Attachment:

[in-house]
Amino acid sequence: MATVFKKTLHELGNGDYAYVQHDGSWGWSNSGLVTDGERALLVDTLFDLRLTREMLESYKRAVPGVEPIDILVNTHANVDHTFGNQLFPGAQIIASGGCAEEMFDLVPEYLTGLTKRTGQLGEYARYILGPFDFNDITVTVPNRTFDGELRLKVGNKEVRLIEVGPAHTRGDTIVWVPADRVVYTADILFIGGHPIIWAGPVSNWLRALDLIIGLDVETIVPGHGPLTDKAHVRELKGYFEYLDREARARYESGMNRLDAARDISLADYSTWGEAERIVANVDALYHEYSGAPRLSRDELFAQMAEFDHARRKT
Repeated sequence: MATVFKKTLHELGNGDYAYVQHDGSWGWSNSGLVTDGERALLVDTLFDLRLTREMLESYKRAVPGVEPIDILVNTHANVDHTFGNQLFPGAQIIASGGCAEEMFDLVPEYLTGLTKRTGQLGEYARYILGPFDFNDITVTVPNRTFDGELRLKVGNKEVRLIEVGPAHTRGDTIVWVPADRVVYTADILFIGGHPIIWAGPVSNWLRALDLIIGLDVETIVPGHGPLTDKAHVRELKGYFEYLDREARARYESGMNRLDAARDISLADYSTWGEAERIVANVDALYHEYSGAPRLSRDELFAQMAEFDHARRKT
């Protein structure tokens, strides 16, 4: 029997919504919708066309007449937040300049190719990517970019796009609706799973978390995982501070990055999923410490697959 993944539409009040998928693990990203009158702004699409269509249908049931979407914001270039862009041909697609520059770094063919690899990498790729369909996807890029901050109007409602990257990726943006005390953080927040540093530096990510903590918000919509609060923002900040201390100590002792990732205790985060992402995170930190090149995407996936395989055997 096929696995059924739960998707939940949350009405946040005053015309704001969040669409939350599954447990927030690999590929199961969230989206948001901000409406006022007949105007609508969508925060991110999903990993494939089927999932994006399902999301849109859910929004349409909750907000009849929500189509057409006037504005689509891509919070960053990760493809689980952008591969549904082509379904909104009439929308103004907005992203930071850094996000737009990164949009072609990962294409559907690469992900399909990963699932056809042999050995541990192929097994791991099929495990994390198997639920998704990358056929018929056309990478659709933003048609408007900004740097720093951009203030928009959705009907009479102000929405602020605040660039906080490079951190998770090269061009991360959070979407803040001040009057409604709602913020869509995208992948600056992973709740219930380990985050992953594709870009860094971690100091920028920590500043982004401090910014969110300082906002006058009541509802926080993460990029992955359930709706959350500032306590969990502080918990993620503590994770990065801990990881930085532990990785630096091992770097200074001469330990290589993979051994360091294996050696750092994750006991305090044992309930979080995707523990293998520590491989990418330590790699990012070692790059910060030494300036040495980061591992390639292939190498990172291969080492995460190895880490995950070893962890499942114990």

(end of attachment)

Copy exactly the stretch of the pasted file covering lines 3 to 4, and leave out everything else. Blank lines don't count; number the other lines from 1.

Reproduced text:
Repeated sequence: MATVFKKTLHELGNGDYAYVQHDGSWGWSNSGLVTDGERALLVDTLFDLRLTREMLESYKRAVPGVEPIDILVNTHANVDHTFGNQLFPGAQIIASGGCAEEMFDLVPEYLTGLTKRTGQLGEYARYILGPFDFNDITVTVPNRTFDGELRLKVGNKEVRLIEVGPAHTRGDTIVWVPADRVVYTADILFIGGHPIIWAGPVSNWLRALDLIIGLDVETIVPGHGPLTDKAHVRELKGYFEYLDREARARYESGMNRLDAARDISLADYSTWGEAERIVANVDALYHEYSGAPRLSRDELFAQMAEFDHARRKT
């Protein structure tokens, strides 16, 4: 029997919504919708066309007449937040300049190719990517970019796009609706799973978390995982501070990055999923410490697959 993944539409009040998928693990990203009158702004699409269509249908049931979407914001270039862009041909697609520059770094063919690899990498790729369909996807890029901050109007409602990257990726943006005390953080927040540093530096990510903590918000919509609060923002900040201390100590002792990732205790985060992402995170930190090149995407996936395989055997 096929696995059924739960998707939940949350009405946040005053015309704001969040669409939350599954447990927030690999590929199961969230989206948001901000409406006022007949105007609508969508925060991110999903990993494939089927999932994006399902999301849109859910929004349409909750907000009849929500189509057409006037504005689509891509919070960053990760493809689980952008591969549904082509379904909104009439929308103004907005992203930071850094996000737009990164949009072609990962294409559907690469992900399909990963699932056809042999050995541990192929097994791991099929495990994390198997639920998704990358056929018929056309990478659709933003048609408007900004740097720093951009203030928009959705009907009479102000929405602020605040660039906080490079951190998770090269061009991360959070979407803040001040009057409604709602913020869509995208992948600056992973709740219930380990985050992953594709870009860094971690100091920028920590500043982004401090910014969110300082906002006058009541509802926080993460990029992955359930709706959350500032306590969990502080918990993620503590994770990065801990990881930085532990990785630096091992770097200074001469330990290589993979051994360091294996050696750092994750006991305090044992309930979080995707523990293998520590491989990418330590790699990012070692790059910060030494300036040495980061591992390639292939190498990172291969080492995460190895880490995950070893962890499942114990």